Snakes weighed less in subsequent years because much of their prey base was gone due to the flood. It was concluded that the main way to prevent another event in the future is to manage and protect floodplain environments (Theiling).
Flood Effects on Snakes
A study was done on 8 species of snakes in St. Charles County. The study took advantage of the flood conditions that occurred in the 1990’s, since these events can yield interesting results and aren’t always studied. Different food sources that declined because of the flood seemed to have negatively affected the snakes (Sexton).
Snake samples were collected by catching them with “hands” as well as setting up boards that the snakes took refuge under. The flooding period was broken into the pre-flood (1990-1993), inter-flood (1994-1995) and post-flood (1996-2000). Species diversity declined after the flood and the 2 rarest species of snake were not observed again. Species evenness increased slightly. 23 snake species have been observed in St. Charles County (Sexton).
It was predicted that larger snakes would survive the flood and indeed 71% of the snakes captured after the flood were of larger than median size. Flooding reduced populations of five snake species by nearly 70% and reduced the other 3 species so much that they were not observed again (Sexton).
Snake populations in the area were affected by human settlement by reducing or eliminating habitats which might have served as corridors, modifying the habitat, reducing or eliminating the availability of sites which might serve as temporary refuges in times of flooding, and increasing the frequency and extent of flooding events (Sexton).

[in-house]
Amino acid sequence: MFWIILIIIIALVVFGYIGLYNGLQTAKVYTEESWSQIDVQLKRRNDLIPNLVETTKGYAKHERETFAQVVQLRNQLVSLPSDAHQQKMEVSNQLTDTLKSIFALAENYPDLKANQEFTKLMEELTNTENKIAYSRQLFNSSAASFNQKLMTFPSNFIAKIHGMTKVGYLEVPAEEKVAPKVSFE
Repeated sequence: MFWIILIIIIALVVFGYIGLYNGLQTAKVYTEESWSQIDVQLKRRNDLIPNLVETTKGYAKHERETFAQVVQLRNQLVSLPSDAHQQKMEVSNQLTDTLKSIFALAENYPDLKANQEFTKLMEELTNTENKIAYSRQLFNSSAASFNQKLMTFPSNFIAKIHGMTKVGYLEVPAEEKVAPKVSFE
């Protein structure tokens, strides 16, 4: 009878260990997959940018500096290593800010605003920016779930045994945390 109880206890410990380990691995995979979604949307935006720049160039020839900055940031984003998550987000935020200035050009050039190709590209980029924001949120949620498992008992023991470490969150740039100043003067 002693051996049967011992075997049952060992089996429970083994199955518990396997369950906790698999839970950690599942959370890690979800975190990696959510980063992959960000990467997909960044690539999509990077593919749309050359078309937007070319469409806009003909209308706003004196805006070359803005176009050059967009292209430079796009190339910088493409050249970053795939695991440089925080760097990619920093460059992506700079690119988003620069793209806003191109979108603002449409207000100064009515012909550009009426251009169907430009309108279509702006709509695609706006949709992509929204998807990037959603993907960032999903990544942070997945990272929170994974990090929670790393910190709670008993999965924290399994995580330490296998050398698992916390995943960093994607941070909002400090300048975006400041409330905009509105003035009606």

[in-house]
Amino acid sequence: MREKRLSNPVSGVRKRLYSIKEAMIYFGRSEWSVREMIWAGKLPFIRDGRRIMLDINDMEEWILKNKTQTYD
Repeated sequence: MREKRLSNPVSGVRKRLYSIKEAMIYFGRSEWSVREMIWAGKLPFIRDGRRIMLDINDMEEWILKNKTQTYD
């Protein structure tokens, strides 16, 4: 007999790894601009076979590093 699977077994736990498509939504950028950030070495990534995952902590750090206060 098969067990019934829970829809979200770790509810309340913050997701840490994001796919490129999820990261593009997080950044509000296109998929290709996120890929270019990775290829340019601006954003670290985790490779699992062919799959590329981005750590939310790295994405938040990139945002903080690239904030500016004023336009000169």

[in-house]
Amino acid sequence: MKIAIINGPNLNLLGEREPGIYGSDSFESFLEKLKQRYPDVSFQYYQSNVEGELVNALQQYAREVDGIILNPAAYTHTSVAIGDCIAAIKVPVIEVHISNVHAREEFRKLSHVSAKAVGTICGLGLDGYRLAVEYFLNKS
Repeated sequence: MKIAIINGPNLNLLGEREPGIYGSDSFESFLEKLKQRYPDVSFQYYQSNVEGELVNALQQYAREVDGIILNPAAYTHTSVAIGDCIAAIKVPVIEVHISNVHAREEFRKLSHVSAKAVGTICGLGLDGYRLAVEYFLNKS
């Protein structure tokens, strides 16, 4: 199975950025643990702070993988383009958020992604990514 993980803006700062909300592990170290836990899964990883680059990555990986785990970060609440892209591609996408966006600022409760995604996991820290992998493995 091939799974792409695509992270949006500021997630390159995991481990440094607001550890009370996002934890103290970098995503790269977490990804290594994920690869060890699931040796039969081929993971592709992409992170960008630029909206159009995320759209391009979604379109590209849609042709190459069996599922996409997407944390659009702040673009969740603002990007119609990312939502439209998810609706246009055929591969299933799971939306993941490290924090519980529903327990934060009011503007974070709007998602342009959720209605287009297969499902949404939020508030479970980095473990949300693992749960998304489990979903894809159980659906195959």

Constructing refuges or islands would help protect snake species from flooding. They would act as a lifeboat that would serve as temporary shelter for resident species until the flood receded and to act as a landfall for individuals of both resident and non-resident species swept down from upstream locations. These would serve to reduce the loss in population size and as corridors of sorts to increase species diversity for snakes that would get washed down stream but land on the islands (Sexton).
General Flood Patterns
Flooding can occur anywhere, but a lot of research has gone into how and where floods form. It was found that smaller streams flood a lot quicker than larger rivers. When further looked at, it was found that a huge problem with flooding was man-made construction that limits the spread and diffusion of water. In comparing Image 1 and Image 2 (appear below) we can clearly see the difference the limitation of where the water can sprea
In Image 1 we see the man made construction of a sewage system that blocks off the natural path of water. After heavy rain the water can only move in one direction, up, and flood. In contrast, Image 2 shows a natural stream that has long banks that will soak up any over-flowing water. This, natural stream is a lot less likely to flood than the sewer in image 1.
From this we can conclude that flash-flooding is more man-made than natural. These floods are very dangerous and can cause a lot of damage.
Holmes, Robert R. Jr. Johnson, Gary Waite P. Loyd A. “The Great Flood of 1993 on the Upper Mississippi River – 10 Years Later.” USGS Fact Sheet May 2004. Web.
Sexton, Owen J. Drda, Wayne J. Sexton, Kenneth G. “The Effects of Flooding Upon the Snake Fauna of an Isolated Refuge.” Natural Areas Journal 27.2 (2007) : 133-144. Web.
Theiling, Charles. “The Flood of 1993.” UMESC Report Chapter 15. 1999. Web.
Images from http://mo.water.usgs.gov/
Black River Float Trip: http://www.missouricanoe.org/river-maps/black.html & http://mdc.mo.gov/your-property/greener-communities/missouri-watershed-inventory-and-assessment/black-river